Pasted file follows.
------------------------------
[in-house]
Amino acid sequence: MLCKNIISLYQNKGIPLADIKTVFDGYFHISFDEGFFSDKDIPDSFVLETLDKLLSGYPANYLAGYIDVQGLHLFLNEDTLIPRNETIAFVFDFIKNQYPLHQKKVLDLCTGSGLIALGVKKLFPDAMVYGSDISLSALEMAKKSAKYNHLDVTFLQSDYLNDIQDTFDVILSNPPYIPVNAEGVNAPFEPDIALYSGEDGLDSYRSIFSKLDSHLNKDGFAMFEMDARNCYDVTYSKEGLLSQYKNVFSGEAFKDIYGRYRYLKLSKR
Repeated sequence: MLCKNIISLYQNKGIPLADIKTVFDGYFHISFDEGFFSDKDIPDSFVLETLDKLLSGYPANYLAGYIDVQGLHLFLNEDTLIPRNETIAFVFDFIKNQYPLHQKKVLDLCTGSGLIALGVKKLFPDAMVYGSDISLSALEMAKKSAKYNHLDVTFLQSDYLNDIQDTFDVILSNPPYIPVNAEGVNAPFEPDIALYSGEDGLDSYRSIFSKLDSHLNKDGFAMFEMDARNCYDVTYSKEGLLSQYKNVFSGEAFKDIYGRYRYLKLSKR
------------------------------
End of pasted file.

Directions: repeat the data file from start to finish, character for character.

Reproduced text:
[in-house]
Amino acid sequence: MLCKNIISLYQNKGIPLADIKTVFDGYFHISFDEGFFSDKDIPDSFVLETLDKLLSGYPANYLAGYIDVQGLHLFLNEDTLIPRNETIAFVFDFIKNQYPLHQKKVLDLCTGSGLIALGVKKLFPDAMVYGSDISLSALEMAKKSAKYNHLDVTFLQSDYLNDIQDTFDVILSNPPYIPVNAEGVNAPFEPDIALYSGEDGLDSYRSIFSKLDSHLNKDGFAMFEMDARNCYDVTYSKEGLLSQYKNVFSGEAFKDIYGRYRYLKLSKR
Repeated sequence: MLCKNIISLYQNKGIPLADIKTVFDGYFHISFDEGFFSDKDIPDSFVLETLDKLLSGYPANYLAGYIDVQGLHLFLNEDTLIPRNETIAFVFDFIKNQYPLHQKKVLDLCTGSGLIALGVKKLFPDAMVYGSDISLSALEMAKKSAKYNHLDVTFLQSDYLNDIQDTFDVILSNPPYIPVNAEGVNAPFEPDIALYSGEDGLDSYRSIFSKLDSHLNKDGFAMFEMDARNCYDVTYSKEGLLSQYKNVFSGEAFKDIYGRYRYLKLSKR